If you are satisfied by the defence that both of these matters have been proven on the balance of probabilities, then this defence will be successful and you must find NOA not guilty of cultivation. This will be the case even if you find that both elements of the offence have been met.

However, if the defence cannot prove, on the balance of probabilities, both that NOA did not know or suspect that the plant [he/she] was cultivating was a narcotic plant, and that [he/she] could not reasonably have been expected to have known or suspected that the plant [he/she] was cultivating was a narcotic plant, then this defence will fail. If you are also satisfied that each of the elements of the offence have been proven by the prosecution, beyond reasonable doubt, you should find NOA guilty of cultivation.

[Insert relevant evidence and/or arguments].

Authorisation /License

If the defence alleged that the accused was authorised to cultivate narcotic plants, add the following shaded section

A person who is [authorised/licensed] to cultivate narcotic plants will not be guilty of the offence of cultivation. In this case, the defence alleged that NOA was [authorised/licensed] to do so by virtue of [insert relevant evidence]. The prosecution disputed this, submitting that [insert relevant evidence].[2]

Unlike the elements of the offence – which the prosecution must prove beyond reasonable doubt – this is a matter which the defence must prove on the balance of probabilities. That is, you must be satisfied that it is more likely than not that NOA was [authorised/licensed] to cultivate narcotic plants. If the defence cannot prove this to you, and the prosecution has also proven both of the elements of the offence, then you should find the accused guilty of cultivation.

Summary

To summarise, before you can find NOA guilty of cultivation of narcotic plants, the prosecution must prove to you beyond reasonable doubt:

One – that [he/she] intentionally cultivated a plant; and

Two – that the plant that [he/she] allegedly cultivated was a narcotic plant, in this case [insert name of plant].

If you find that either of these elements have not been proved beyond reasonable doubt, then you must find NOA not guilty of cultivation of narcotic plants.

[If the s72C defence of lack of knowledge has been raised, add the following shaded section]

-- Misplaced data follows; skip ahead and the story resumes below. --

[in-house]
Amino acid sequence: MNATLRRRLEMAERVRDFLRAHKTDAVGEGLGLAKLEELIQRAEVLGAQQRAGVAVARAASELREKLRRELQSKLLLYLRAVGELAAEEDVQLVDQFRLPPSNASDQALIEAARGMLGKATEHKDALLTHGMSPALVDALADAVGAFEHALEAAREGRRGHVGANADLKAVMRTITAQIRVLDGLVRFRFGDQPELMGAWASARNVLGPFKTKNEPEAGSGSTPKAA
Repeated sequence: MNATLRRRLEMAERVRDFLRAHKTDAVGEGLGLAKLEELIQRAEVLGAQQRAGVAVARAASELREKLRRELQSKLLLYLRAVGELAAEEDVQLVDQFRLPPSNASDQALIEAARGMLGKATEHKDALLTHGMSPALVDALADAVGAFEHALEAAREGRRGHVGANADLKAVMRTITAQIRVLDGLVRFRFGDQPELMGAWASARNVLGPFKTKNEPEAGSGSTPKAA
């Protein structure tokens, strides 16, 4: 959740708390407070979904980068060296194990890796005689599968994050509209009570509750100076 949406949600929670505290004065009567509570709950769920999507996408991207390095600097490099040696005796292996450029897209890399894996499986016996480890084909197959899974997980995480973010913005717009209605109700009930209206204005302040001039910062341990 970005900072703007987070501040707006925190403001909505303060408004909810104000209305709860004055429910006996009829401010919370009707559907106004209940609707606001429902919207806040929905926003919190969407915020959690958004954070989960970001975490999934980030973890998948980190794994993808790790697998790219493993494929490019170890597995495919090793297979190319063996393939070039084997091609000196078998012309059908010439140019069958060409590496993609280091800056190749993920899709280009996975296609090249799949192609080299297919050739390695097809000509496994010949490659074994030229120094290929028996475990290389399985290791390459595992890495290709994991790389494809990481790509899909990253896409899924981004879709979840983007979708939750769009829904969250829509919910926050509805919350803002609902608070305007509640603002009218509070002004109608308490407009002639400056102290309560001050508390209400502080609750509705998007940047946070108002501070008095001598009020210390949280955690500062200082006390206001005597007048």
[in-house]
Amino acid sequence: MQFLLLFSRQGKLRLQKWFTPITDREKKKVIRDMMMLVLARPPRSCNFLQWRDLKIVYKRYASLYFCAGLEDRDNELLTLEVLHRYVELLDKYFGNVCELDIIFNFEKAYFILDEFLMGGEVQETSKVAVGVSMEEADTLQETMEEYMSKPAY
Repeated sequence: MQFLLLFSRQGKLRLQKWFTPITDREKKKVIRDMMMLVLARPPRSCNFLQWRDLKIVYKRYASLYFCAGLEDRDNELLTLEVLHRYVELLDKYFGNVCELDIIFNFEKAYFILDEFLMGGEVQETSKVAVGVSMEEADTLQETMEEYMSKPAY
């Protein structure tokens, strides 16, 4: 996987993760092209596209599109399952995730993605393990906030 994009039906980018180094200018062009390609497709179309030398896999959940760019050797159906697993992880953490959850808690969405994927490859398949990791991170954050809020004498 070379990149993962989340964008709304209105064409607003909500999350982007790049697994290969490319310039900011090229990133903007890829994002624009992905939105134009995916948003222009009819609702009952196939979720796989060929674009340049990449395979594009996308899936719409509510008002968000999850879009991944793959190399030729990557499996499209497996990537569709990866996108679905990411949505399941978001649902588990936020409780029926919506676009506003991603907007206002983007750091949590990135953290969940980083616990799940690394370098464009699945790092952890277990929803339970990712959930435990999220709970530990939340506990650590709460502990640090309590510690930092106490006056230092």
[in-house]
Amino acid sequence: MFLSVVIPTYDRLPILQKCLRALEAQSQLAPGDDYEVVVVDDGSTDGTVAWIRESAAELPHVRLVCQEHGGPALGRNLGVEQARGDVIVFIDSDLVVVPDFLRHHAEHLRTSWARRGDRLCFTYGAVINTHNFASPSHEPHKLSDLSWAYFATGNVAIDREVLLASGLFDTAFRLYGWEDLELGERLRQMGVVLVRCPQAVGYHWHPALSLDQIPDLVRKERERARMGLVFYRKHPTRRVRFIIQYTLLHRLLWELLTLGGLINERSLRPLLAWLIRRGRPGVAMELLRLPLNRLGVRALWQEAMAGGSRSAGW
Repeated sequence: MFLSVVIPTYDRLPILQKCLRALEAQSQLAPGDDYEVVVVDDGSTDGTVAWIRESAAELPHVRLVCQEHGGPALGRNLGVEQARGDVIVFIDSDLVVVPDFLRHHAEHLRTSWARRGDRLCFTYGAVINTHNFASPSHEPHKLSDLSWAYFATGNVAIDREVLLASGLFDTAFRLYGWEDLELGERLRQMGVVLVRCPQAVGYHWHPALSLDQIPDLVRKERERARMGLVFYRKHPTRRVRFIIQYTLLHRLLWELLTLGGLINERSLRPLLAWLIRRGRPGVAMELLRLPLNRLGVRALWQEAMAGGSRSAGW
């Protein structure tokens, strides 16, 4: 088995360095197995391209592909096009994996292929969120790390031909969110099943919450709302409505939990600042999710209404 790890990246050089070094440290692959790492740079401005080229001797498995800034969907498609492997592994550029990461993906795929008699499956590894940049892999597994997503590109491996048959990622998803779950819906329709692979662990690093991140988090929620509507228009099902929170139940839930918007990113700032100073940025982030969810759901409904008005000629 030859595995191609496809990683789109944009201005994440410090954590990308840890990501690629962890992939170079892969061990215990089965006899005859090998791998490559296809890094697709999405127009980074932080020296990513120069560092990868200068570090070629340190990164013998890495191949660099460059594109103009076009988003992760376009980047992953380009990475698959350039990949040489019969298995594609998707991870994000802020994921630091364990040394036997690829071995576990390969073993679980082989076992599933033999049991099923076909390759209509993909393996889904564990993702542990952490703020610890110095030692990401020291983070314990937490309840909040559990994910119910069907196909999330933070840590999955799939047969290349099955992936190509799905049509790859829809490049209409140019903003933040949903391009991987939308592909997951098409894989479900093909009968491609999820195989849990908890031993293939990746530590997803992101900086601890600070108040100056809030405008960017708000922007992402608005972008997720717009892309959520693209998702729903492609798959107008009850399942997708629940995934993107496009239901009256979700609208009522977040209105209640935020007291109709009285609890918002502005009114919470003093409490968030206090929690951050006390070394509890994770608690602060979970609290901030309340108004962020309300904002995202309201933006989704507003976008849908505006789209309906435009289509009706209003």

However, even if you decide that these elements have been proven, NOA will not be guilty if the defence has proven, on the balance of probabilities, that he/she did not know or suspect, and could not reasonably have been expected to have known or suspected, that the plant he/she was cultivating was a narcotic plant.

[If the defence alleged that the accused was authorised to cultivate narcotic plants, add the following shaded section]

However, even if you decide that these elements have been proven, NOA will not be guilty if the defence has proven, on the balance of probabilities, that he/she was [authorised/licensed] by law to cultivate narcotic plants.

 

Notes

[1] The definition of cultivation is inclusive. If the specific act of cultivation alleged is not included in the definition above, the charge will need to be adapted accordingly. See Cultivation of Narcotic Plants for further guidance.

[2] Provisions concerning authorization and licensing are contained in Divisions 2 and 4 of the Drugs, Poisons and Controlled Substances Act 1981. See also ss118 and 119 of that Act for evidentiary provisions that may be of assistance in relation to such matters.

 

Last updated: 3 December 2012

See Also

7.6.2 - Cultivation of Narcotic Plants

7.6.2.2 - Checklist: Cultivation of Narcotic Plants (Simple)

7.6.2.3 - Checklist: Cultivation of Narcotic Plants (Section 72C Defence)

7.6.2.4 - Charge: Cultivation of a Commercial or Large Commercial Quantity of Narcotic Plants

7.6.2.5 - Checklist: Cultivation of a Commercial or Large Commercial Quantity of Narcotic Plants (Simple)

7.6.2.6 - Checklist: Cultivation of a Commercial or Large Commercial Quantity of Narcotic Plants (Section 72C Defence)